On the morning of July 18 local time (evening of July 18 Taipei time), President Tsai Ing-wen, currently traveling on her Journey of Freedom, Democracy, and Sustainability, addressed the Parliament of Saint Lucia.
Upon arrival, President Tsai was personally welcomed by Prime Minister Allan Chastanet. President Tsai gave the St. Lucia students lined up to greet her a friendly wave, and St. Lucia Police Commissioner Severin Moncherry then accompanied her onto the dais, where she received an honor guard salute.
During the performance of the two countries' national anthems, President Tsai reviewed the police honor guard. She then met with St. Lucia's Senate President and House Speaker to exchange views on broad issues of mutual concern. The president was then escorted by Senate President Jeannine Giraudy-McIntyre and House Speaker Andy Daniel into the Parliament to deliver her address.
Following is a transcript of President Tsai's remarks:
Senate President [Jeannine Michele] Giraudy-McIntyre; House Speaker Daniel; Prime Minister Chastanet; Labour Party Leader [Philip] Pierre; Government Leaders; Members of the Parliament, the diplomatic corps, and my delegation; Ladies and Gentlemen:
First, I would like to thank Prime Minister Chastanet for inviting me to Saint Lucia. It is an honour to share this special moment with you all, and to celebrate the 40th anniversary of your country's independence.
I am delighted to see many familiar faces here today. Prime Minister Chastanet and Speaker Daniel have both been to Taiwan, and many ministers visited Taiwan last year as well. It is indeed an honour to be surrounded by so many old friends, so far away from home.
Saint Lucia has long been a staunch ally in the Caribbean. Prime Minister Chastanet forcefully spoke up for Taiwan at last year's United Nations General Assembly. And Minister of Health and Wellness Isaac made Taiwan's voice heard at this year's World Health Assembly. I want to thank all of you for your courageous support.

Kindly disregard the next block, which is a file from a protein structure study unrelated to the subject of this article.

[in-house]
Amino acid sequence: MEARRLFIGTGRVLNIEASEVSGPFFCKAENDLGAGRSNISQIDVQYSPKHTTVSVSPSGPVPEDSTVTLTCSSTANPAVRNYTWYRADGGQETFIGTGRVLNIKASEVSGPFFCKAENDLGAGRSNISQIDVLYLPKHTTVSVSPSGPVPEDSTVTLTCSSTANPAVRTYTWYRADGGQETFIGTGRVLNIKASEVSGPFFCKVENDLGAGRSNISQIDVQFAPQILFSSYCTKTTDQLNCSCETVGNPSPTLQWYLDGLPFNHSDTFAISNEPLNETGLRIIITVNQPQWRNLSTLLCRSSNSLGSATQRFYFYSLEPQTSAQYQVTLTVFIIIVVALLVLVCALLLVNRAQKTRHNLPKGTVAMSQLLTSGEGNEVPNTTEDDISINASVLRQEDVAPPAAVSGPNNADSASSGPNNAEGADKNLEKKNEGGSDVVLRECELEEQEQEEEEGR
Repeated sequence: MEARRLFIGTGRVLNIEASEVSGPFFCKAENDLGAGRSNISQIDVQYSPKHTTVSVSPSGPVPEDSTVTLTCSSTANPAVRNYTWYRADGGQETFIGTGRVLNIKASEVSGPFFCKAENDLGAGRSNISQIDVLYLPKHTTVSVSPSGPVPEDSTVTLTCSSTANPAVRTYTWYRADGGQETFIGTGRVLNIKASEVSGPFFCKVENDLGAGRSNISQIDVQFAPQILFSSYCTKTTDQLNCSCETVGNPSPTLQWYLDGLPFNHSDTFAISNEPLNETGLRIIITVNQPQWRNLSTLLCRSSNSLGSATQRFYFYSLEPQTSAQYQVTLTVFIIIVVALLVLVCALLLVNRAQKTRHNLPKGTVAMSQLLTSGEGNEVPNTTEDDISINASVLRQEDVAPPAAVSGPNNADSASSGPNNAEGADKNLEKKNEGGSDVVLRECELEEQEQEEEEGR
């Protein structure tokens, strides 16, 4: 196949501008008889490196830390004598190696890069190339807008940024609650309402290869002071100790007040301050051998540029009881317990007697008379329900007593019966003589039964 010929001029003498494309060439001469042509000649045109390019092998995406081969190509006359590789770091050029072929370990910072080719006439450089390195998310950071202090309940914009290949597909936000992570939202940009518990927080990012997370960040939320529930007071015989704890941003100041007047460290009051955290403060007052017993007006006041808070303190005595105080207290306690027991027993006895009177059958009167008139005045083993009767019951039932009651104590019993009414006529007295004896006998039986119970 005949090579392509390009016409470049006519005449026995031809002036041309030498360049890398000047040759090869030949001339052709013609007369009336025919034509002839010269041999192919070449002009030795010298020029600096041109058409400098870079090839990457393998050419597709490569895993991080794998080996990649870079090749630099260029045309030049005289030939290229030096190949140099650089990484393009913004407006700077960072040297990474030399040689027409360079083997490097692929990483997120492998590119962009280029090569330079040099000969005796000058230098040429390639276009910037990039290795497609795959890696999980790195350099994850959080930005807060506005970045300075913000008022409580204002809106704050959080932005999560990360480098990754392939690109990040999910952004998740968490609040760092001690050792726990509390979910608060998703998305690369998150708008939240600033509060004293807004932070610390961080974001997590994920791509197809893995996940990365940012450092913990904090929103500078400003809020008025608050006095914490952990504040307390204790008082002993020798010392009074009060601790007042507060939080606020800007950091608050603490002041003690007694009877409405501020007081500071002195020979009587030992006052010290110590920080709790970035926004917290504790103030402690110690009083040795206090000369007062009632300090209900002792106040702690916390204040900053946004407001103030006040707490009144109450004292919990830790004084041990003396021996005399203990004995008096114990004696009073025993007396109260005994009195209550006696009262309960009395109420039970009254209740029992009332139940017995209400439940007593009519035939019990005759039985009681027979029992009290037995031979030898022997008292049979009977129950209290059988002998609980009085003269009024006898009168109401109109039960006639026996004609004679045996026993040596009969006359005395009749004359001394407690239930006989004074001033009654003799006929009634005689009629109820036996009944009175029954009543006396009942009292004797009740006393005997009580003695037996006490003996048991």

On behalf of the people of Taiwan, I thank you all. Your support means much more to us than you can know, and I hope you will continue to stand by us. Taiwan has much more to contribute, and we are determined to make this known to the world.
I chose the themes of freedom, democracy, and sustainability for this state visit because these three values truly reflect our efforts in the Caribbean. We are dedicated to steadfast diplomacy, and mutual assistance for mutual benefits. With partners like Saint Lucia by our side, we can help advance regional peace and achieve the UN Sustainable Development Goals (SDGs).
Over the past decade, our countries have undertaken many projects that embody the spirit of the SDGs.
Together, we are ensuring health and wellness for people of all ages. Taiwan has always been more than willing to share our medical and public health expertise. And we are putting this willingness into action right here in Saint Lucia, strengthening your healthcare system through mutual sharing and assistance.
Yesterday morning, Prime Minister Chastanet and I attended a groundbreaking ceremony for the new St. Jude Hospital. This facility marks yet another important milestone in our many years of medical cooperation. And I am proud that Taiwan is able to take part in this achievement.
Beyond health, we have also worked to pursue sustainable agriculture. In 2013, we initiated a project that successfully tackled Black Sigatoka disease in Saint Lucia. Banana farmers now enjoy increased productivity, new international markets, and higher profits. Today, Saint Lucia is the only country in the Eastern Caribbean exporting bananas to the European market.
Our cooperation in agricultural development resonates with the work of William Arthur Lewis, Saint Lucian economist and Nobel prize winner, who dedicated much of his work to ending rural poverty.